|Title (Primary)||Aquatic hyphomycetes in polluted groundwater habitats of Central Germany|
|Author||Krauss, G.; Sridhar, K.R.; Jung, K.; Wennrich, R.; Ehrman, J.; Bärlocher, F.|
|Department||OEC; UMB; ANA; COE|
Polluted groundwater wells located in a former copper shale mining district (11 sites; Mansfelder Land, Central Germany) and in meadows of the Mulde and Elbe rivers (2 sites) were assessed for occurrence and species richness of aquatic hyphomycetes. Water temperatures at all sites were relatively low and fluctuated less than in surface waters. Oxygen concentrations were always below saturation, whereas sulfate, nitrate, and phosphate levels reached extremely high values in several of the wells. Relatively high levels of Pb, Mn, and Fe were found in some of the wells, but overall few concentrations of individual metals and metalloids exceeded European guidelines for drinking water. Pollen tube growth inhibition, used to assess cytotoxicity of the water, ranged between 4 and 50%. Between 1 and 10 distinct species of aquatic hyphomycetes colonized sterile Alnus glutinosa leaves exposed at the Mansfelder Land sites; for the meadow sites, 8-20 species were found. Heliscus lugdunensis and Anguillospora sp. were the two most widespread species. Fungal colonization occurred much more slowly than in surface water, as demonstrated by scanning electron microscopy and the release of conidia from recovered leaves. The conidial output from exposed alder leaves ranged from 0.2 to 95 conidia mg(-1) dry mass, corresponding to 10% of the values for contaminated surface waters in the same region. Overall, groundwater appears to be a marginal habitat for aquatic hyphomycetes, but may nevertheless play a vital role as long-term reservoir facilitating rapid recolonization following a collapse in fungal communities in surface waters.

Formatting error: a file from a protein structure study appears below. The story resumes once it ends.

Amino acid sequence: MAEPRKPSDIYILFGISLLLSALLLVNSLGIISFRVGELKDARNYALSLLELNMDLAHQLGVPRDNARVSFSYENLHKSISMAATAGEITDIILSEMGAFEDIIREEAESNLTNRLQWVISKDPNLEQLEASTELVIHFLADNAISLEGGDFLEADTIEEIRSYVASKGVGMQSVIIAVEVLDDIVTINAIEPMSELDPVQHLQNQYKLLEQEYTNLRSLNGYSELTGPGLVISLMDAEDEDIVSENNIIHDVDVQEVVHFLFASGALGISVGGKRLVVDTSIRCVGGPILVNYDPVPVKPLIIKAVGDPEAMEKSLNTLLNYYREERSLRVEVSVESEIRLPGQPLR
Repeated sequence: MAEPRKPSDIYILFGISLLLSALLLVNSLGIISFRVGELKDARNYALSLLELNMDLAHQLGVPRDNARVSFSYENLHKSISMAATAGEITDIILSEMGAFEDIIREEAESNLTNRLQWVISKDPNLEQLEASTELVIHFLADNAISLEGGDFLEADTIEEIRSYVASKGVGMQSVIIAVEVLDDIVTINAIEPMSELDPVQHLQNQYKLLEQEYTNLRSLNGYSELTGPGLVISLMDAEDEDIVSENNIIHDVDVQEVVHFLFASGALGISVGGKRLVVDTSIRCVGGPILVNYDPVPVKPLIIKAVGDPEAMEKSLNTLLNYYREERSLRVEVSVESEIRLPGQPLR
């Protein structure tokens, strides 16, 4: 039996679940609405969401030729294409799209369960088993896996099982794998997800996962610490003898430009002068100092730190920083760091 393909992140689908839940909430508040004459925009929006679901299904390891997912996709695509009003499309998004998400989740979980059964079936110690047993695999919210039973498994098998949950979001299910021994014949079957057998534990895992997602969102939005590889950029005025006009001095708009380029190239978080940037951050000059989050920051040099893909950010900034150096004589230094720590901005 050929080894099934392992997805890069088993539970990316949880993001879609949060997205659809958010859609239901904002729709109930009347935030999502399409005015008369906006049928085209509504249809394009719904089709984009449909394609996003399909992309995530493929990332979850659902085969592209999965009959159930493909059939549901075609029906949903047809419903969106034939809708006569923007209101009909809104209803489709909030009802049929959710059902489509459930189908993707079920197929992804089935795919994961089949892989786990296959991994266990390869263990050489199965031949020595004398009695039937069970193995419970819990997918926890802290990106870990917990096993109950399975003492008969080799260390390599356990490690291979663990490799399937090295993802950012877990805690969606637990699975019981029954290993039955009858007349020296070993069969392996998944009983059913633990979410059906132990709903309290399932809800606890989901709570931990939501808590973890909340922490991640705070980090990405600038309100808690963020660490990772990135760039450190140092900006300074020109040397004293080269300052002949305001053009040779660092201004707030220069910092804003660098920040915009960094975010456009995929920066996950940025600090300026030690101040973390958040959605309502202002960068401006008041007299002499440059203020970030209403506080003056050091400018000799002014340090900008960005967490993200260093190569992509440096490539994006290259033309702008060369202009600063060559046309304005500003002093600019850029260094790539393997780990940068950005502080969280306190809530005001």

|Persistent UFZ Identifier||https://www.ufz.de/index.php?en=20939&ufzPublicationIdentifier=5001|
|Krauss, G., Sridhar, K.R., Jung, K., Wennrich, R., Ehrman, J., Bärlocher, F. (2003):
Aquatic hyphomycetes in polluted groundwater habitats of Central Germany
Microb. Ecol. 45 (4), 329 - 339